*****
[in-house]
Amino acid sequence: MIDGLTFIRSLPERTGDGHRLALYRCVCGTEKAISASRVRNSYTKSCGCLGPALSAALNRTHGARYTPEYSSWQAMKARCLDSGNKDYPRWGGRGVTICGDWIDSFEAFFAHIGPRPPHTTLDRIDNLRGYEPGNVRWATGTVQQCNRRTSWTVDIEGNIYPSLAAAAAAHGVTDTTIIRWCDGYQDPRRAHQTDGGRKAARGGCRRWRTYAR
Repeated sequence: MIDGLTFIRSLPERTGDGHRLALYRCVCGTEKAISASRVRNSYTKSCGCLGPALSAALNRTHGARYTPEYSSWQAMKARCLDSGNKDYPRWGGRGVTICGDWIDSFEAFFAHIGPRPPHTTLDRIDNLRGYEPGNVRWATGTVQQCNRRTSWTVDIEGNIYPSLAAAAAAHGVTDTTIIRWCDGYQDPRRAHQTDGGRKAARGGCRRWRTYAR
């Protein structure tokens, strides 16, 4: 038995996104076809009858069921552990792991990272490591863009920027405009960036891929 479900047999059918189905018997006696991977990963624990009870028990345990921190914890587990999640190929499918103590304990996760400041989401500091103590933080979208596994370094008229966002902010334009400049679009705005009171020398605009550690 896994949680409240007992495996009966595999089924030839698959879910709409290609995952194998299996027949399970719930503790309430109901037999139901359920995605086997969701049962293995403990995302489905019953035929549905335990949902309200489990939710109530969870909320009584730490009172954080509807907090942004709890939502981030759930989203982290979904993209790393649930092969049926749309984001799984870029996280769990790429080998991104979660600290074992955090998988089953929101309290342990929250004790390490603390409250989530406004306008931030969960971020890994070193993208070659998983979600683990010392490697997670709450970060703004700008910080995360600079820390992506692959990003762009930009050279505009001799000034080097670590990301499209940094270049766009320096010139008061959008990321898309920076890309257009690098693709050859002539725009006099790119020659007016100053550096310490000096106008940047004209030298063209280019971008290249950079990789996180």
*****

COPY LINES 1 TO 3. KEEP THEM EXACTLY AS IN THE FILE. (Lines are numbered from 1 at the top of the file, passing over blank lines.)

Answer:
[in-house]
Amino acid sequence: MIDGLTFIRSLPERTGDGHRLALYRCVCGTEKAISASRVRNSYTKSCGCLGPALSAALNRTHGARYTPEYSSWQAMKARCLDSGNKDYPRWGGRGVTICGDWIDSFEAFFAHIGPRPPHTTLDRIDNLRGYEPGNVRWATGTVQQCNRRTSWTVDIEGNIYPSLAAAAAAHGVTDTTIIRWCDGYQDPRRAHQTDGGRKAARGGCRRWRTYAR
Repeated sequence: MIDGLTFIRSLPERTGDGHRLALYRCVCGTEKAISASRVRNSYTKSCGCLGPALSAALNRTHGARYTPEYSSWQAMKARCLDSGNKDYPRWGGRGVTICGDWIDSFEAFFAHIGPRPPHTTLDRIDNLRGYEPGNVRWATGTVQQCNRRTSWTVDIEGNIYPSLAAAAAAHGVTDTTIIRWCDGYQDPRRAHQTDGGRKAARGGCRRWRTYAR